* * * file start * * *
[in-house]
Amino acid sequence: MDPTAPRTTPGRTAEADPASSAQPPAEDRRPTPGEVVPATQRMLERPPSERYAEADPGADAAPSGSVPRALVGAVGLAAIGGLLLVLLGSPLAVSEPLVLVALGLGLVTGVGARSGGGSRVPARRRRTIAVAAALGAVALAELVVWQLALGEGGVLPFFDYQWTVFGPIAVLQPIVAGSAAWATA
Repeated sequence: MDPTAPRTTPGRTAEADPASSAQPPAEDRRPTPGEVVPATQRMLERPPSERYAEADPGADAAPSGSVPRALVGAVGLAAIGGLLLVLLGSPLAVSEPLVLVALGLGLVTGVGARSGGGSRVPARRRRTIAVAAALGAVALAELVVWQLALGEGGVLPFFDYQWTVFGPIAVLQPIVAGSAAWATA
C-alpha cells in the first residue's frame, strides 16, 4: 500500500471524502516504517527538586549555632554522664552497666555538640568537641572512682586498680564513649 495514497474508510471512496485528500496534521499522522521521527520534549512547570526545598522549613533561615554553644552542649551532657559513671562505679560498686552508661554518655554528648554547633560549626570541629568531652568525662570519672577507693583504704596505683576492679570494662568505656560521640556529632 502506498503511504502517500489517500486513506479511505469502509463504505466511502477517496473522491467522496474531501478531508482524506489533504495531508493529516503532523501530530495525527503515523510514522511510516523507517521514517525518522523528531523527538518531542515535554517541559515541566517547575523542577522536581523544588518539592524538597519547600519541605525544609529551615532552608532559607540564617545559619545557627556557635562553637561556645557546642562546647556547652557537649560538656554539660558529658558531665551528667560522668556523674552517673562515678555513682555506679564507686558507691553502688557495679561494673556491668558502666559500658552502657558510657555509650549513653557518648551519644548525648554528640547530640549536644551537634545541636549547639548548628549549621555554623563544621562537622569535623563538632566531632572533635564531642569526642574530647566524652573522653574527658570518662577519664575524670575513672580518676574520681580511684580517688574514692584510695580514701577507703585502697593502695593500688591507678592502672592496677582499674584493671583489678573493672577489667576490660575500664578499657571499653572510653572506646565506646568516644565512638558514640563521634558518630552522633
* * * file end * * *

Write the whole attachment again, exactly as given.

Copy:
[in-house]
Amino acid sequence: MDPTAPRTTPGRTAEADPASSAQPPAEDRRPTPGEVVPATQRMLERPPSERYAEADPGADAAPSGSVPRALVGAVGLAAIGGLLLVLLGSPLAVSEPLVLVALGLGLVTGVGARSGGGSRVPARRRRTIAVAAALGAVALAELVVWQLALGEGGVLPFFDYQWTVFGPIAVLQPIVAGSAAWATA
Repeated sequence: MDPTAPRTTPGRTAEADPASSAQPPAEDRRPTPGEVVPATQRMLERPPSERYAEADPGADAAPSGSVPRALVGAVGLAAIGGLLLVLLGSPLAVSEPLVLVALGLGLVTGVGARSGGGSRVPARRRRTIAVAAALGAVALAELVVWQLALGEGGVLPFFDYQWTVFGPIAVLQPIVAGSAAWATA
C-alpha cells in the first residue's frame, strides 16, 4: 500500500471524502516504517527538586549555632554522664552497666555538640568537641572512682586498680564513649 495514497474508510471512496485528500496534521499522522521521527520534549512547570526545598522549613533561615554553644552542649551532657559513671562505679560498686552508661554518655554528648554547633560549626570541629568531652568525662570519672577507693583504704596505683576492679570494662568505656560521640556529632 502506498503511504502517500489517500486513506479511505469502509463504505466511502477517496473522491467522496474531501478531508482524506489533504495531508493529516503532523501530530495525527503515523510514522511510516523507517521514517525518522523528531523527538518531542515535554517541559515541566517547575523542577522536581523544588518539592524538597519547600519541605525544609529551615532552608532559607540564617545559619545557627556557635562553637561556645557546642562546647556547652557537649560538656554539660558529658558531665551528667560522668556523674552517673562515678555513682555506679564507686558507691553502688557495679561494673556491668558502666559500658552502657558510657555509650549513653557518648551519644548525648554528640547530640549536644551537634545541636549547639548548628549549621555554623563544621562537622569535623563538632566531632572533635564531642569526642574530647566524652573522653574527658570518662577519664575524670575513672580518676574520681580511684580517688574514692584510695580514701577507703585502697593502695593500688591507678592502672592496677582499674584493671583489678573493672577489667576490660575500664578499657571499653572510653572506646565506646568516644565512638558514640563521634558518630552522633